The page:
Ruth Colvin, who received an honorary degree from Hobart and William Smith Colleges in 1992, is one of 10 people who were honored with the Presidential Medal of Freedom this month by President George W. Bush.
Since 1962, Colvin has dedicated her life’s work to literacy since the time she discovered that more than 11,000 people in her hometown of Syracuse couldn’t read. She later created Literacy Volunteers of America. The organization later merged with Laubach Literacy International and today operates under ProLiteracy Worldwide. Today the institution represents 1,200 community-based volunteer and adult basic education affiliates in all 50 states and the District of Columbia.
“Her work has inspired others to lead lives of service and devote their time and talents to combating illiteracy. The United States honors Ruth Johnson Colvin for her extraordinary efforts to provide hope and opportunity to people everywhere,” said President Bush during the Dec. 15 ceremony.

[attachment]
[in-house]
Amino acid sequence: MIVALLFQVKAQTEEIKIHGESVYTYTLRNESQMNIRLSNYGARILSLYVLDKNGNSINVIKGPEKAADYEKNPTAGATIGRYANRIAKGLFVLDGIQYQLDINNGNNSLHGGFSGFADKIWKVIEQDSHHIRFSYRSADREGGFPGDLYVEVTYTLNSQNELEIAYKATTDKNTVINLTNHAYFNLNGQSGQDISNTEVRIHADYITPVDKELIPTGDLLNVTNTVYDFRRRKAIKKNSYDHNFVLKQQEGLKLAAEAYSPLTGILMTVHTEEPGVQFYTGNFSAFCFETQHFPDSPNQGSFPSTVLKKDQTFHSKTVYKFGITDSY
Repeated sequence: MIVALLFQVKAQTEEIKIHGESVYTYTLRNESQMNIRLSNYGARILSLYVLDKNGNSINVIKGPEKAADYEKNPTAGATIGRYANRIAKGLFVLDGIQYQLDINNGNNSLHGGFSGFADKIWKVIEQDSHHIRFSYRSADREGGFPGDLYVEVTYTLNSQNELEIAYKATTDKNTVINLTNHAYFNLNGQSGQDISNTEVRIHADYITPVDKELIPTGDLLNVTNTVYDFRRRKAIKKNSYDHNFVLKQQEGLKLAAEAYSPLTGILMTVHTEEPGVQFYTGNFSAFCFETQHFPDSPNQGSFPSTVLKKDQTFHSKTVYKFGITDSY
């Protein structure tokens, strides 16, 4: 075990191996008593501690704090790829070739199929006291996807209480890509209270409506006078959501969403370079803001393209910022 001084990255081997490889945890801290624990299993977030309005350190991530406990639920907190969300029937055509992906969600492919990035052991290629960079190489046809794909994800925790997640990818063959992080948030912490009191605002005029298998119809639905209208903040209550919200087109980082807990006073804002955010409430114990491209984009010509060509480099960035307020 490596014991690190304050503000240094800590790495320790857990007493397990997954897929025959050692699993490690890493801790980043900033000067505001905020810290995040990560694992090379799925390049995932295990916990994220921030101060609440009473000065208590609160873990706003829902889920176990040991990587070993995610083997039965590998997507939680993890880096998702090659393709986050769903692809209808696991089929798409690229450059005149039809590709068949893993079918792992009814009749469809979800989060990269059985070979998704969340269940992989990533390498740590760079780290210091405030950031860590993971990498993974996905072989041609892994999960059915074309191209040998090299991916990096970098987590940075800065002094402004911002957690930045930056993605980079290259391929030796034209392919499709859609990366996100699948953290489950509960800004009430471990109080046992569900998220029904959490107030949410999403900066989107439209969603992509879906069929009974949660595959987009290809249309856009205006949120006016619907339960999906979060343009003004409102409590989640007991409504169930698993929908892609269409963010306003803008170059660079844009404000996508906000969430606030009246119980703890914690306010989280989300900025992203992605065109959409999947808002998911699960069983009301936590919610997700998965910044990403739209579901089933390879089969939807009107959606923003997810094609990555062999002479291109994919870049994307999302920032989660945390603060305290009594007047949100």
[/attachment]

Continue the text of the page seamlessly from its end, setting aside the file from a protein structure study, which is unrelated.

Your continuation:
The Presidential Medal of Freedom is the highest honor awarded to civilians. The medal recognizes high achievement in public service, science, the arts, education, athletics and other fields.
Other recipients this year were B.B. King, blues musician; William Safire, former presidential speech writer and columnist; David McCullough, historian, author and Pulitzer Prize winner; Nathan Sharansky, Russian civil liberties advocate; Norman Mineta, former secretary of transportation; John Jordan “Buck” O’Neil, former chairman, Negro Leagues Baseball Museum (accepted by his brother Warren O’Neil); Dr. Norman Francis, chair Educational Testing Service; Joshua Lederberg, Nobel Prize winner and genetics researcher; and Paul Johnson, historian and author.